> Each additional download creates wealth, because information is an
> infinitely duplicable good. If we all paid exactly the same amount to
> artists and middlemen, but got ten times as much content at one-tenth the
> price per unit, the net effect on industry revenues would be zero, and yet
> an enormous amount of wealth would have been created.
This is true, but it doesn't necessarily mean that everyone wins in
this situation. Even with reproduction costs of zero, it may not
be to the artist's advantage to sell their works infinitely cheaply.
There will be diminishing returns as they lower their costs. The point
that maximizes profits will not necessarily be a cheap sales price.
For example, the Dixie Chicks sold 9 million copies of their Fly album in
the two years after it was released . It probably sold for about $15.
If they had reduced the cost to 1/10 as much or $1.50, would they have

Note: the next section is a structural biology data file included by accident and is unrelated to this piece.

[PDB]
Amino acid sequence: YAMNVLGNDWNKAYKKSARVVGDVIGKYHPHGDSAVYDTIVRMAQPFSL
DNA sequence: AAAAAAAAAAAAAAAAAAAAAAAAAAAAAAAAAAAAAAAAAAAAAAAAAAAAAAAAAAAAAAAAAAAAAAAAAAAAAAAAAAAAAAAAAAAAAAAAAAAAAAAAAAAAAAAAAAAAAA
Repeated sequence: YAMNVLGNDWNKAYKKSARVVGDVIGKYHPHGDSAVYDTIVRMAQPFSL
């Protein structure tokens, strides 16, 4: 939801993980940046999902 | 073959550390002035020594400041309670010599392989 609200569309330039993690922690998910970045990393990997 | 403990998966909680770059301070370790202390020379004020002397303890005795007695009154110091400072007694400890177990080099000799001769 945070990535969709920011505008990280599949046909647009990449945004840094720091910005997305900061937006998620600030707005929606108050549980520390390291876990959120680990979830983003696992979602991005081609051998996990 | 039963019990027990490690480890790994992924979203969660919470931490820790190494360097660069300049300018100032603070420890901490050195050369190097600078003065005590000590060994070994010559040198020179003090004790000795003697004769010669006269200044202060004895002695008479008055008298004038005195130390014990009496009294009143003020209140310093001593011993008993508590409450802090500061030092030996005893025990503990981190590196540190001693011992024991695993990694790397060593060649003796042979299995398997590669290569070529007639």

sold 10 times as many copies? 90 million copies? That's almost as many
as there are households in America (116 million ).
I don't think the market is that big for the Dixie Chicks' music.
Even at $1.50 a copy, they would not sell an album to every household
in the country. They would make less money at 1/10 the price per unit.
The Dixie Chicks do better to sell their album for a larger amount and
sell to fewer people. The exact point of optimality will depend on how
quickly the market falls off as the price rises.
This archive was generated by hypermail 2b30 : Sat May 11 2002 - 17:44:15 MDT